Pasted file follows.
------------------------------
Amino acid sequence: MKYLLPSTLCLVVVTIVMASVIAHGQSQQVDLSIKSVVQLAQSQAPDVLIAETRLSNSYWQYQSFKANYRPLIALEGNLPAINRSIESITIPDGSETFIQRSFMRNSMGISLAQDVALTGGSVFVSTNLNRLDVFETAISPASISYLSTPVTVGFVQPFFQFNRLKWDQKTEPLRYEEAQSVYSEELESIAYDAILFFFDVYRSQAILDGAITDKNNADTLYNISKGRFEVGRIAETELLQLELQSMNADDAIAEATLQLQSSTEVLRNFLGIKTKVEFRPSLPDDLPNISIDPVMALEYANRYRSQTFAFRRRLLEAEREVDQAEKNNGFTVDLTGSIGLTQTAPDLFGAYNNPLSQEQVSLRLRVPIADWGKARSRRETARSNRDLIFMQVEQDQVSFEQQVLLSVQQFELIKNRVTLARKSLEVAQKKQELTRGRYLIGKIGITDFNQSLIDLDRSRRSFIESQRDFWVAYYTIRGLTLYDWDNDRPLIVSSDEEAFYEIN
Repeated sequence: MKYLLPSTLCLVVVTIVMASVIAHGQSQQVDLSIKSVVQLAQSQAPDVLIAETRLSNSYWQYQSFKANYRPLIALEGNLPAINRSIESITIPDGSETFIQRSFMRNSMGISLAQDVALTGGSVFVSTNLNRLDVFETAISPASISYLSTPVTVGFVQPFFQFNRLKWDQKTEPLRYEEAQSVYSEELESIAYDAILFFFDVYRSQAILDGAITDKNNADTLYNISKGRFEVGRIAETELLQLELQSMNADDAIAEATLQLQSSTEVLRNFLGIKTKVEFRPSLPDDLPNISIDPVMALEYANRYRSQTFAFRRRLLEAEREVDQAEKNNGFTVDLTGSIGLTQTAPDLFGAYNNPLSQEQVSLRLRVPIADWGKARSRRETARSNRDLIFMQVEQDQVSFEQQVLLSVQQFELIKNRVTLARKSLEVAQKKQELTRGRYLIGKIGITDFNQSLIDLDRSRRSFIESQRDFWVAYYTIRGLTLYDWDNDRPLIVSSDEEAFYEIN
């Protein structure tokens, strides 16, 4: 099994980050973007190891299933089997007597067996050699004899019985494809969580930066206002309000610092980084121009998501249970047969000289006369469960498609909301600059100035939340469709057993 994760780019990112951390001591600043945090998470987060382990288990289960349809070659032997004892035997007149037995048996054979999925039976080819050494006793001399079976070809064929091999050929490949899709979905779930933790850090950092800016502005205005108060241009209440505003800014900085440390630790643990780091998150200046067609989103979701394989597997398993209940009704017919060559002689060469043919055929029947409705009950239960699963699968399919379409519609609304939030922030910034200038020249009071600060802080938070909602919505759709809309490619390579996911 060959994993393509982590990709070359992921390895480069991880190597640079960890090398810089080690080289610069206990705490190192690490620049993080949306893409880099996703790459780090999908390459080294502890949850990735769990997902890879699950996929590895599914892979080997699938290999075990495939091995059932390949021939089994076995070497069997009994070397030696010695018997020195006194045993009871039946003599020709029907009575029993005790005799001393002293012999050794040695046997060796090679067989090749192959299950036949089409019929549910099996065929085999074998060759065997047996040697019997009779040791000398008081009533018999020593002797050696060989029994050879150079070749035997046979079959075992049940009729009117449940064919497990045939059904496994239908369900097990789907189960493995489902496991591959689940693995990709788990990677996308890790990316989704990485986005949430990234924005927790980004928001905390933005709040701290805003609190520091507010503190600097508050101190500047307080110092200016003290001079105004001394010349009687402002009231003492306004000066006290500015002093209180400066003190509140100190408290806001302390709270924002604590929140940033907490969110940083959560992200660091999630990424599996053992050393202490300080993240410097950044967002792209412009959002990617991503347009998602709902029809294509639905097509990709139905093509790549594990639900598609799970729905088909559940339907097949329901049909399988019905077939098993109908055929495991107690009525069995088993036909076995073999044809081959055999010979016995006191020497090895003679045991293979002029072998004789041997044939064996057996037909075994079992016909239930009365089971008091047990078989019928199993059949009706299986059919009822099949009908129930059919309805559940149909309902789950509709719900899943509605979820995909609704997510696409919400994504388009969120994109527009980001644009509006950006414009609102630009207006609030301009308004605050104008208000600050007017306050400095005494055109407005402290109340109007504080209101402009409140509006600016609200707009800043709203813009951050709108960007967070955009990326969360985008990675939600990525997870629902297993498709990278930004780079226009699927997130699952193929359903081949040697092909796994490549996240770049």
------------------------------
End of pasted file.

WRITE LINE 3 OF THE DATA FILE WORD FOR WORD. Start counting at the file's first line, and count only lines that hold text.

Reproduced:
């Protein structure tokens, strides 16, 4: 099994980050973007190891299933089997007597067996050699004899019985494809969580930066206002309000610092980084121009998501249970047969000289006369469960498609909301600059100035939340469709057993 994760780019990112951390001591600043945090998470987060382990288990289960349809070659032997004892035997007149037995048996054979999925039976080819050494006793001399079976070809064929091999050929490949899709979905779930933790850090950092800016502005205005108060241009209440505003800014900085440390630790643990780091998150200046067609989103979701394989597997398993209940009704017919060559002689060469043919055929029947409705009950239960699963699968399919379409519609609304939030922030910034200038020249009071600060802080938070909602919505759709809309490619390579996911 060959994993393509982590990709070359992921390895480069991880190597640079960890090398810089080690080289610069206990705490190192690490620049993080949306893409880099996703790459780090999908390459080294502890949850990735769990997902890879699950996929590895599914892979080997699938290999075990495939091995059932390949021939089994076995070497069997009994070397030696010695018997020195006194045993009871039946003599020709029907009575029993005790005799001393002293012999050794040695046997060796090679067989090749192959299950036949089409019929549910099996065929085999074998060759065997047996040697019997009779040791000398008081009533018999020593002797050696060989029994050879150079070749035997046979079959075992049940009729009117449940064919497990045939059904496994239908369900097990789907189960493995489902496991591959689940693995990709788990990677996308890790990316989704990485986005949430990234924005927790980004928001905390933005709040701290805003609190520091507010503190600097508050101190500047307080110092200016003290001079105004001394010349009687402002009231003492306004000066006290500015002093209180400066003190509140100190408290806001302390709270924002604590929140940033907490969110940083959560992200660091999630990424599996053992050393202490300080993240410097950044967002792209412009959002990617991503347009998602709902029809294509639905097509990709139905093509790549594990639900598609799970729905088909559940339907097949329901049909399988019905077939098993109908055929495991107690009525069995088993036909076995073999044809081959055999010979016995006191020497090895003679045991293979002029072998004789041997044939064996057996037909075994079992016909239930009365089971008091047990078989019928199993059949009706299986059919009822099949009908129930059919309805559940149909309902789950509709719900899943509605979820995909609704997510696409919400994504388009969120994109527009980001644009509006950006414009609102630009207006609030301009308004605050104008208000600050007017306050400095005494055109407005402290109340109007504080209101402009409140509006600016609200707009800043709203813009951050709108960007967070955009990326969360985008990675939600990525997870629902297993498709990278930004780079226009699927997130699952193929359903081949040697092909796994490549996240770049």